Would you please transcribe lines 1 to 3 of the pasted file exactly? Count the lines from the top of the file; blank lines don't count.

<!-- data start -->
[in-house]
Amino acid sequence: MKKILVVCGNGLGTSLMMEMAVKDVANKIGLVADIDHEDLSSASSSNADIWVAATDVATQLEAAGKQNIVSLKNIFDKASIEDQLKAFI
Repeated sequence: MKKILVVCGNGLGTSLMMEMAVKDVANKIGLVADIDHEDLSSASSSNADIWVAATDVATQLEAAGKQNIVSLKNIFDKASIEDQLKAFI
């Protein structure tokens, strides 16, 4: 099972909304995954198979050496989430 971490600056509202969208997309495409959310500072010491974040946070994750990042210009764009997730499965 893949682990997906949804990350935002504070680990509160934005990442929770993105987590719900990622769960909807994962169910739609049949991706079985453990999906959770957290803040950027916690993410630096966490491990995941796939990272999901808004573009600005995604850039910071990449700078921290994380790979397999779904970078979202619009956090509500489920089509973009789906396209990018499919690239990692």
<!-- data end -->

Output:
[in-house]
Amino acid sequence: MKKILVVCGNGLGTSLMMEMAVKDVANKIGLVADIDHEDLSSASSSNADIWVAATDVATQLEAAGKQNIVSLKNIFDKASIEDQLKAFI
Repeated sequence: MKKILVVCGNGLGTSLMMEMAVKDVANKIGLVADIDHEDLSSASSSNADIWVAATDVATQLEAAGKQNIVSLKNIFDKASIEDQLKAFI